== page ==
ERES 2019: Real estate adaptation and innovation: diversity and landownership

Event Start Date:
5th July 2019
Event End Date:
5th July 2019
Event Venue:
Room C 17, ESSEC Cergy, Pontoise Cedex, France

Real estate adaptation and innovation: diversity and landownership

ERES 2019, Cergy-Pontoise, France

Allison M.Orr[1] , Cath Jackson[2] ,  Joanna Stewart[1] and James T. White[1]



The retail sector is fundamental to many local, regional and national economies and social structures, yet is experiencing a prolonged period of change and uncertainty. Rapid and significant changing consumer behaviour, retailer rationalisation and financial pressures, and increasing concerns over anti-social behaviour and the accessibility and security of traditionally public places are significant economic and social drivers of change. Policy-makers, in response to such challenges, have sought to respond by seeking to enable the re-creation of more resilient and adaptable centres within the UK’s retailing hierarchy, recognising and supporting their role as multi-functional places. Here, we begin a new research project that seeks to explore resilience in the retail sector using the five case study cities of Edinburgh, Glasgow, Hull, Liverpool and Nottingham. The first step is mapping previously disparate strands of secondary data to begin to reveal links between ownership, use, the allocation of space for diverse service provision, leisure and social interaction and the adaptive capacity of the built environment. These data have not been brought together previously and, to do so, represents a very significant challenge and a significant opportunity for the advancement of knowledge. The consequent analysis of urban change will reveal areas not previously explored or, therefore, understood.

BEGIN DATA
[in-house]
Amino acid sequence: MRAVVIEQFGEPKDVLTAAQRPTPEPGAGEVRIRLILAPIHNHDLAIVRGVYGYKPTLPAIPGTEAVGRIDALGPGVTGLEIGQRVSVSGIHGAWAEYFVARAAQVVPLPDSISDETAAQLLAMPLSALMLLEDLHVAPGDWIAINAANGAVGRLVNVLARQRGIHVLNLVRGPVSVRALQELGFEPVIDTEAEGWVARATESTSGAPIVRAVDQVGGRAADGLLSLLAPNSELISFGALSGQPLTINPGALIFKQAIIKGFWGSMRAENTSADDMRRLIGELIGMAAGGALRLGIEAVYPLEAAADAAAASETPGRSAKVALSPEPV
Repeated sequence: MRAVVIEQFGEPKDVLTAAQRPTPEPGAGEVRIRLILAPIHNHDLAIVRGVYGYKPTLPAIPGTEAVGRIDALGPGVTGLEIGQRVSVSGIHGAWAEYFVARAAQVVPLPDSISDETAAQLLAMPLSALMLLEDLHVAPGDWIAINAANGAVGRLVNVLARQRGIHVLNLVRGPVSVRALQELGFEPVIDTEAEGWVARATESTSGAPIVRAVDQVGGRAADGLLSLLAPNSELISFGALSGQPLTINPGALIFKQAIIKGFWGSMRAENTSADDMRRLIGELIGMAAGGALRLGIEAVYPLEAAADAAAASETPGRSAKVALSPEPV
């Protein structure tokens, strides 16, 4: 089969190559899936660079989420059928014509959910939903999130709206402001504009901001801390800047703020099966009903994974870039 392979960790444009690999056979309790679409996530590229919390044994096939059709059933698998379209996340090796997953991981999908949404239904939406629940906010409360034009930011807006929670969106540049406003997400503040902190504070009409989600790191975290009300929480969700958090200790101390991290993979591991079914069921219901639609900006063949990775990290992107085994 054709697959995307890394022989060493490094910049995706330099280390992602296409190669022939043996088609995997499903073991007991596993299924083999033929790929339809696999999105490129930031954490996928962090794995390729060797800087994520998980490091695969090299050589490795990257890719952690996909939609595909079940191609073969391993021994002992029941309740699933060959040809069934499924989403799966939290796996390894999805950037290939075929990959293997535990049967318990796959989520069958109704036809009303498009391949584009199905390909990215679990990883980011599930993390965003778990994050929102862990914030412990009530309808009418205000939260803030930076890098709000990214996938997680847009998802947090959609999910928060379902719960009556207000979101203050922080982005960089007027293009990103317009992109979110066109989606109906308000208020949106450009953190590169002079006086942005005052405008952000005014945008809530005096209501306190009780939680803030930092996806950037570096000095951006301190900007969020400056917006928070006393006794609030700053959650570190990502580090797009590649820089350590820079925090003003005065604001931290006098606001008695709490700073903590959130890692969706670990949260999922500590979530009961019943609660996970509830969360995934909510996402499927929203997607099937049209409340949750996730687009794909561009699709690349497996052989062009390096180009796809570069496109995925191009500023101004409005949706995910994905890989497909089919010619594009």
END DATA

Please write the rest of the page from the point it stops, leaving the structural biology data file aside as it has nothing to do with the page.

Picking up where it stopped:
This presentation presents an audit of the diversity measures recorded in the retailing literature and used in practice. It also presents a preliminary centre level analysis of changing retail diversity and changes in the number of retail properties and size of properties recorded in valuation lists/rolls between 2010 and 2017.


[1]  Urban Studies, School of Social and Political Sciences, University of Glasgow

[2] Department of Urban Studies and Planning, University of Sheffield

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